BRYNJOLFSSON: There will be winners and losers. Already we’re seeing that some kinds of tasks and skills are much less valuable and people with those tasks and skills have seen their wages fall. And so it hasn’t been a rising tide that lifted all boats.
So, if there’s a massive evaporation of jobs, and if too many hard-working people continue to earn too little to live on, what happens next? Could one solution to both problems be an idea that’s been floating around in economics circles for decades?
Here’s the idea: what if everyone automatically received, from the government, a guaranteed basic income?
There are of course many forms of government welfare around the world, but universal payouts are rarer. The Alaskan government, for instance, has since 1982 paid a dividend on oil revenues to all residents, about $1,100 a year on average. (Not exactly enough to live on.) But several governments are looking at more substantial payments.
In some cases, everyone would get a payout – rich or poor, employed or not. In others, only low-income people would benefit.
Switzerland is planning a referendum – which probably won’t pass, to be honest – that would pay every adult around $2,600 a month, and every child about $650.
Similar proposals are under consideration in parts of The Netherlands, Spain, and Canada.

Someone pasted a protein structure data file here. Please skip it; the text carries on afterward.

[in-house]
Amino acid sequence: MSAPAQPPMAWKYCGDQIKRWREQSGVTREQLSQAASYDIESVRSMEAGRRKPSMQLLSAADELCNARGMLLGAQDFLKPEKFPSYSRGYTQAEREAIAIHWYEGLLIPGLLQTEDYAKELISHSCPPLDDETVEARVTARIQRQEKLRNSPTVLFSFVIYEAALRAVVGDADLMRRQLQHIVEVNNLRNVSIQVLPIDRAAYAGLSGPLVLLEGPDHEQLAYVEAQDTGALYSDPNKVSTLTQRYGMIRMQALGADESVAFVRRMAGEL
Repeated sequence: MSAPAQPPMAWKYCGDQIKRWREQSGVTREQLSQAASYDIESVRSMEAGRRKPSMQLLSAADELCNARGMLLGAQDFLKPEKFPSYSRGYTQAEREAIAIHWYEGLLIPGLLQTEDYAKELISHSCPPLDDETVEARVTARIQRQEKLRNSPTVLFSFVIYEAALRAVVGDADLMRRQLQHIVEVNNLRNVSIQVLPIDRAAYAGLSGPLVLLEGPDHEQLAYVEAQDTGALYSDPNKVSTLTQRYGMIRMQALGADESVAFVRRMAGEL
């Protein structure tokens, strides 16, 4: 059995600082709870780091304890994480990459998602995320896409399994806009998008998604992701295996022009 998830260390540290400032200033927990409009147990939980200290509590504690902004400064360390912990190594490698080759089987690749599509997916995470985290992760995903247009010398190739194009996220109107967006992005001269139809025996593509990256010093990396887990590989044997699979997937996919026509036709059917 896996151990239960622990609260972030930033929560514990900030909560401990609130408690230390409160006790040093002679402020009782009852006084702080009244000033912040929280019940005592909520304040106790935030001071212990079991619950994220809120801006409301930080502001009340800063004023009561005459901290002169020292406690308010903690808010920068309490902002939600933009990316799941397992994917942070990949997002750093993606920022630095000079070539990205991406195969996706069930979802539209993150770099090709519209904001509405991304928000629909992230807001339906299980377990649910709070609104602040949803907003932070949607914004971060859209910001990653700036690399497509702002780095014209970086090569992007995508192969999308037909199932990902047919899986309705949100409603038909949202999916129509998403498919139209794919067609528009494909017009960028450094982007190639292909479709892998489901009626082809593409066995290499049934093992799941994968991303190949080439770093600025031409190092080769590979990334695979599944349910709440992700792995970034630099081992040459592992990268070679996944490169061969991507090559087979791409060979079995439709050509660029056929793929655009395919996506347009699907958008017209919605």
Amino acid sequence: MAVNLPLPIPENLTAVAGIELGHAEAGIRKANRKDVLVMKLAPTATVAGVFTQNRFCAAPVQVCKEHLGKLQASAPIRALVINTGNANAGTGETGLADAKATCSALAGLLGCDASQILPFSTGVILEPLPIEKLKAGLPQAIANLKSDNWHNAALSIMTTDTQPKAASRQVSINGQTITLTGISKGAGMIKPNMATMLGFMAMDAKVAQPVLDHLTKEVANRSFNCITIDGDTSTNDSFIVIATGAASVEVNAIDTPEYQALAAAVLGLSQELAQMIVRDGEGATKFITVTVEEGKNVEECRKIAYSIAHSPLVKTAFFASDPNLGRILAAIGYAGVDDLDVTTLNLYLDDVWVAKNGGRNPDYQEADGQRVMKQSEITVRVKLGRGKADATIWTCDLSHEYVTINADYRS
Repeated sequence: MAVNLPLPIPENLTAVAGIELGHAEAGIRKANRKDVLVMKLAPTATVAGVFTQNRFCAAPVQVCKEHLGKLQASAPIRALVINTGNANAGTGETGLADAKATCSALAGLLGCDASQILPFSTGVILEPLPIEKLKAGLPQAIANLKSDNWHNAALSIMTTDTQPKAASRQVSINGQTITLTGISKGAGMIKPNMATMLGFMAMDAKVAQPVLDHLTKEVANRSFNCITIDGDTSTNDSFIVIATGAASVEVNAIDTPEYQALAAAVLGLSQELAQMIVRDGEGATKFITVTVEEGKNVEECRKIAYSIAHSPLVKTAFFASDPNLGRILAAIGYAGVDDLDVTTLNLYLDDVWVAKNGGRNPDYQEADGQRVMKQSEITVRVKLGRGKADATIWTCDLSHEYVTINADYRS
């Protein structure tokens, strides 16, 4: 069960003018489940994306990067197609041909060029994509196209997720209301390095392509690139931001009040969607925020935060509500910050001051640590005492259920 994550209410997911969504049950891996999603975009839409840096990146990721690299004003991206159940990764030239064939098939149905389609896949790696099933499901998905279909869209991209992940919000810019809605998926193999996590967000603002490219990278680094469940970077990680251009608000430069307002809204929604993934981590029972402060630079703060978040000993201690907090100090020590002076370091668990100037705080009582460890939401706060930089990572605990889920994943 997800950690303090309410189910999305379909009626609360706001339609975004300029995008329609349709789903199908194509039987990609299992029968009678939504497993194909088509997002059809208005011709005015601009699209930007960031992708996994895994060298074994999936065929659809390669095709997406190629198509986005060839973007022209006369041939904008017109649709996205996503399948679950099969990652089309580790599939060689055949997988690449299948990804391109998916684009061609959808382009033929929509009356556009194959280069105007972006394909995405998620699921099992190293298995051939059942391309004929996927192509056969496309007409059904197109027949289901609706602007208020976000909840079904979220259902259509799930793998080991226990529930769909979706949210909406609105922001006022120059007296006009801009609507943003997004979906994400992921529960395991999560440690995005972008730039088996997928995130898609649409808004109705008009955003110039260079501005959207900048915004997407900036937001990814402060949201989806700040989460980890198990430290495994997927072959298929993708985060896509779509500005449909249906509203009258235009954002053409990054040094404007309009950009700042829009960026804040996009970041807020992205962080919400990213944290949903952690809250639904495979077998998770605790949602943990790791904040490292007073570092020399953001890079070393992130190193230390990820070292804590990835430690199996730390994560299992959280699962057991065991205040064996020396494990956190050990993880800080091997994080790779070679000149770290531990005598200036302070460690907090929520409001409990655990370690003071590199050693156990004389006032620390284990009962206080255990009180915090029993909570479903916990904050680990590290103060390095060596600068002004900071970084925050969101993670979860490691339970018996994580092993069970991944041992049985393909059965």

And Finland is considering an experiment that would give up to 10,000 people roughly $625 a month, tax-free, which would replace most existing welfare benefits.
How about in the U.S.?
The idea has not gotten much traction in Washington, although Bernie Sanders has expressed his sympathy for it — perhaps not too surprising for a self-declared socialist. But that’s the thing about the guaranteed income idea. You can see why a socialist, or just about anyone on the left, might like it — theoretically, at least; it’s a permanent financial safety net.
But conservatives should also like it, again, at least theoretically, because it’s a way to shrink the welfare state by folding up a bunch of byzantine entitlement programs into one tidy check.
Now, what would a guaranteed-income program actually look like? Where would the money come from? And if you give everyone in America a check for something like $20,000 every year, wouldn’t inflation render the poor people just as poor as before?